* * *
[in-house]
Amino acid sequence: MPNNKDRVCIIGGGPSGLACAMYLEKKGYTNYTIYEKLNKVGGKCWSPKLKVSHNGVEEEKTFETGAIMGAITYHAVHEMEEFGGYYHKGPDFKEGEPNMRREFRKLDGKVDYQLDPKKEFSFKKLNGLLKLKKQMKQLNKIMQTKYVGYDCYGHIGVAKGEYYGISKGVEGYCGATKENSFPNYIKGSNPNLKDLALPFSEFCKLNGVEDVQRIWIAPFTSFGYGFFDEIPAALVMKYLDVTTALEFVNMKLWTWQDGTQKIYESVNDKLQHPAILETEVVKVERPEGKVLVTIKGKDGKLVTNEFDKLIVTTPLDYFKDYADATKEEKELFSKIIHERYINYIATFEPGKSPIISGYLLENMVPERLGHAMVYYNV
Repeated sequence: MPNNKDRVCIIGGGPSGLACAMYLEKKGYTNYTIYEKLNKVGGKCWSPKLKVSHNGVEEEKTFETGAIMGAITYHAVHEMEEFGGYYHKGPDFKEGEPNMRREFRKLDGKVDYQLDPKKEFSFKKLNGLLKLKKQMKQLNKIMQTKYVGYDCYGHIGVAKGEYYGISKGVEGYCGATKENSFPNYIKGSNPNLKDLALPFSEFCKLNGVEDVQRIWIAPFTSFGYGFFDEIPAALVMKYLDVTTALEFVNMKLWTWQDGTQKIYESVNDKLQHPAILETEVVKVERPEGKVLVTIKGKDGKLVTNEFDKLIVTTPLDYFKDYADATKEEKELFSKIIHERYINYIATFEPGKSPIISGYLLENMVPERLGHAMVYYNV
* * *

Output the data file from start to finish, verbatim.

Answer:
[in-house]
Amino acid sequence: MPNNKDRVCIIGGGPSGLACAMYLEKKGYTNYTIYEKLNKVGGKCWSPKLKVSHNGVEEEKTFETGAIMGAITYHAVHEMEEFGGYYHKGPDFKEGEPNMRREFRKLDGKVDYQLDPKKEFSFKKLNGLLKLKKQMKQLNKIMQTKYVGYDCYGHIGVAKGEYYGISKGVEGYCGATKENSFPNYIKGSNPNLKDLALPFSEFCKLNGVEDVQRIWIAPFTSFGYGFFDEIPAALVMKYLDVTTALEFVNMKLWTWQDGTQKIYESVNDKLQHPAILETEVVKVERPEGKVLVTIKGKDGKLVTNEFDKLIVTTPLDYFKDYADATKEEKELFSKIIHERYINYIATFEPGKSPIISGYLLENMVPERLGHAMVYYNV
Repeated sequence: MPNNKDRVCIIGGGPSGLACAMYLEKKGYTNYTIYEKLNKVGGKCWSPKLKVSHNGVEEEKTFETGAIMGAITYHAVHEMEEFGGYYHKGPDFKEGEPNMRREFRKLDGKVDYQLDPKKEFSFKKLNGLLKLKKQMKQLNKIMQTKYVGYDCYGHIGVAKGEYYGISKGVEGYCGATKENSFPNYIKGSNPNLKDLALPFSEFCKLNGVEDVQRIWIAPFTSFGYGFFDEIPAALVMKYLDVTTALEFVNMKLWTWQDGTQKIYESVNDKLQHPAILETEVVKVERPEGKVLVTIKGKDGKLVTNEFDKLIVTTPLDYFKDYADATKEEKELFSKIIHERYINYIATFEPGKSPIISGYLLENMVPERLGHAMVYYNV